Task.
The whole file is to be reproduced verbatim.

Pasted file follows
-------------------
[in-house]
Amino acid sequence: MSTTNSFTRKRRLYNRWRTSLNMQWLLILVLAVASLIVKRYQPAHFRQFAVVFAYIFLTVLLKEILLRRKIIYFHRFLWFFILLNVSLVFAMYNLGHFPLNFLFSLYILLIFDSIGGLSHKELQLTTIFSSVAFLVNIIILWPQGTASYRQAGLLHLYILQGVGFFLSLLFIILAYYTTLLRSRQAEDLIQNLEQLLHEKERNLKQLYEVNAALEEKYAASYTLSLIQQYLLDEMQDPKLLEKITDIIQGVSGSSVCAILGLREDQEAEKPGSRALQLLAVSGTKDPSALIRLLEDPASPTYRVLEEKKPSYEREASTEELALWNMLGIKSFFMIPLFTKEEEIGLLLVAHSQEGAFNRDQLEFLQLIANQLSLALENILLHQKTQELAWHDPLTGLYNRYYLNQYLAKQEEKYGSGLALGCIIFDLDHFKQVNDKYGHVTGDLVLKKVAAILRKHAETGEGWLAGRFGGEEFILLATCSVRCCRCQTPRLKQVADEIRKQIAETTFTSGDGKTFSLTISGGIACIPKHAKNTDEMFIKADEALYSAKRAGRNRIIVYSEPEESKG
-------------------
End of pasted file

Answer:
[in-house]
Amino acid sequence: MSTTNSFTRKRRLYNRWRTSLNMQWLLILVLAVASLIVKRYQPAHFRQFAVVFAYIFLTVLLKEILLRRKIIYFHRFLWFFILLNVSLVFAMYNLGHFPLNFLFSLYILLIFDSIGGLSHKELQLTTIFSSVAFLVNIIILWPQGTASYRQAGLLHLYILQGVGFFLSLLFIILAYYTTLLRSRQAEDLIQNLEQLLHEKERNLKQLYEVNAALEEKYAASYTLSLIQQYLLDEMQDPKLLEKITDIIQGVSGSSVCAILGLREDQEAEKPGSRALQLLAVSGTKDPSALIRLLEDPASPTYRVLEEKKPSYEREASTEELALWNMLGIKSFFMIPLFTKEEEIGLLLVAHSQEGAFNRDQLEFLQLIANQLSLALENILLHQKTQELAWHDPLTGLYNRYYLNQYLAKQEEKYGSGLALGCIIFDLDHFKQVNDKYGHVTGDLVLKKVAAILRKHAETGEGWLAGRFGGEEFILLATCSVRCCRCQTPRLKQVADEIRKQIAETTFTSGDGKTFSLTISGGIACIPKHAKNTDEMFIKADEALYSAKRAGRNRIIVYSEPEESKG